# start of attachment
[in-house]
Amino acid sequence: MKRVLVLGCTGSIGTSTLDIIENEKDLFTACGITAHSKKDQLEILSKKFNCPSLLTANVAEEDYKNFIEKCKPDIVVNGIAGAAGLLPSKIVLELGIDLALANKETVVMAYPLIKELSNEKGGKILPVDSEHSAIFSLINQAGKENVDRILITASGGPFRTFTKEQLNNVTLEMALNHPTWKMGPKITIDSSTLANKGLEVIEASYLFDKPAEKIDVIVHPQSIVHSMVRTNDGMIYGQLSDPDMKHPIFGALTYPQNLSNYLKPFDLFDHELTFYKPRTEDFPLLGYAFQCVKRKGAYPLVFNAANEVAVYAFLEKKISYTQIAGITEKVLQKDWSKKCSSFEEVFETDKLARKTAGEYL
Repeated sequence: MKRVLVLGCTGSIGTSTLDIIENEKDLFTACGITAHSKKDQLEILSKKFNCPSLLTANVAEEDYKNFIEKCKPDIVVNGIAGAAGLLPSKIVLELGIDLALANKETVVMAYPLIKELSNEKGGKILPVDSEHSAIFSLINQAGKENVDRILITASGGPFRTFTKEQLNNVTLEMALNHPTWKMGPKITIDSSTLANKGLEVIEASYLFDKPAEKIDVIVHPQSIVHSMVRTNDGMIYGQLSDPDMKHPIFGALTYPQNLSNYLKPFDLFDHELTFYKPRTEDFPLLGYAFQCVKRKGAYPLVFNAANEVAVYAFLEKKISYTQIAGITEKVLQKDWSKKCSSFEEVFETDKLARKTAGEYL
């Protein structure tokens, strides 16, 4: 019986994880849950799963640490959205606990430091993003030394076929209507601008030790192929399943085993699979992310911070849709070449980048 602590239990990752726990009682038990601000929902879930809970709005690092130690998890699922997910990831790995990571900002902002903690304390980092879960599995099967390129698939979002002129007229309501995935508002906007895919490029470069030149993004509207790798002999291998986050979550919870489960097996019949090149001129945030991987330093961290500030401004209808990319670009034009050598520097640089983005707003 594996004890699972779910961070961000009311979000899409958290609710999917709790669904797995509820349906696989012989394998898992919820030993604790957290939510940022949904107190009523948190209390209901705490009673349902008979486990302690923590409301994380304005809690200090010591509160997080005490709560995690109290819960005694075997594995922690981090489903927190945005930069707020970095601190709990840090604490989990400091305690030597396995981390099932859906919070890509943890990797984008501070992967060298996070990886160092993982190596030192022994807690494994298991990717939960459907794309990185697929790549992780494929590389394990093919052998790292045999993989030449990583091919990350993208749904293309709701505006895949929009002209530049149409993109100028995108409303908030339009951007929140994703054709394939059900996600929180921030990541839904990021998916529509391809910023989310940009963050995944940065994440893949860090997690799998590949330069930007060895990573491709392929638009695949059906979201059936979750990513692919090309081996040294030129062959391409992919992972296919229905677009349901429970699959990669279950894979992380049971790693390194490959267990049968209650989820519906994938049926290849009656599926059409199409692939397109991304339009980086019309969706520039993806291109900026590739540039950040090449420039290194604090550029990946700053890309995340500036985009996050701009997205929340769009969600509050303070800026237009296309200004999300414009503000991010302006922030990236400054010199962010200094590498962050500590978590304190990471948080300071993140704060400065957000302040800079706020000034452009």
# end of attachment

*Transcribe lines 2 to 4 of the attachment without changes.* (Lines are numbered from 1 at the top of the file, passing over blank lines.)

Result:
Amino acid sequence: MKRVLVLGCTGSIGTSTLDIIENEKDLFTACGITAHSKKDQLEILSKKFNCPSLLTANVAEEDYKNFIEKCKPDIVVNGIAGAAGLLPSKIVLELGIDLALANKETVVMAYPLIKELSNEKGGKILPVDSEHSAIFSLINQAGKENVDRILITASGGPFRTFTKEQLNNVTLEMALNHPTWKMGPKITIDSSTLANKGLEVIEASYLFDKPAEKIDVIVHPQSIVHSMVRTNDGMIYGQLSDPDMKHPIFGALTYPQNLSNYLKPFDLFDHELTFYKPRTEDFPLLGYAFQCVKRKGAYPLVFNAANEVAVYAFLEKKISYTQIAGITEKVLQKDWSKKCSSFEEVFETDKLARKTAGEYL
Repeated sequence: MKRVLVLGCTGSIGTSTLDIIENEKDLFTACGITAHSKKDQLEILSKKFNCPSLLTANVAEEDYKNFIEKCKPDIVVNGIAGAAGLLPSKIVLELGIDLALANKETVVMAYPLIKELSNEKGGKILPVDSEHSAIFSLINQAGKENVDRILITASGGPFRTFTKEQLNNVTLEMALNHPTWKMGPKITIDSSTLANKGLEVIEASYLFDKPAEKIDVIVHPQSIVHSMVRTNDGMIYGQLSDPDMKHPIFGALTYPQNLSNYLKPFDLFDHELTFYKPRTEDFPLLGYAFQCVKRKGAYPLVFNAANEVAVYAFLEKKISYTQIAGITEKVLQKDWSKKCSSFEEVFETDKLARKTAGEYL
């Protein structure tokens, strides 16, 4: 019986994880849950799963640490959205606990430091993003030394076929209507601008030790192929399943085993699979992310911070849709070449980048 602590239990990752726990009682038990601000929902879930809970709005690092130690998890699922997910990831790995990571900002902002903690304390980092879960599995099967390129698939979002002129007229309501995935508002906007895919490029470069030149993004509207790798002999291998986050979550919870489960097996019949090149001129945030991987330093961290500030401004209808990319670009034009050598520097640089983005707003 594996004890699972779910961070961000009311979000899409958290609710999917709790669904797995509820349906696989012989394998898992919820030993604790957290939510940022949904107190009523948190209390209901705490009673349902008979486990302690923590409301994380304005809690200090010591509160997080005490709560995690109290819960005694075997594995922690981090489903927190945005930069707020970095601190709990840090604490989990400091305690030597396995981390099932859906919070890509943890990797984008501070992967060298996070990886160092993982190596030192022994807690494994298991990717939960459907794309990185697929790549992780494929590389394990093919052998790292045999993989030449990583091919990350993208749904293309709701505006895949929009002209530049149409993109100028995108409303908030339009951007929140994703054709394939059900996600929180921030990541839904990021998916529509391809910023989310940009963050995944940065994440893949860090997690799998590949330069930007060895990573491709392929638009695949059906979201059936979750990513692919090309081996040294030129062959391409992919992972296919229905677009349901429970699959990669279950894979992380049971790693390194490959267990049968209650989820519906994938049926290849009656599926059409199409692939397109991304339009980086019309969706520039993806291109900026590739540039950040090449420039290194604090550029990946700053890309995340500036985009996050701009997205929340769009969600509050303070800026237009296309200004999300414009503000991010302006922030990236400054010199962010200094590498962050500590978590304190990471948080300071993140704060400065957000302040800079706020000034452009």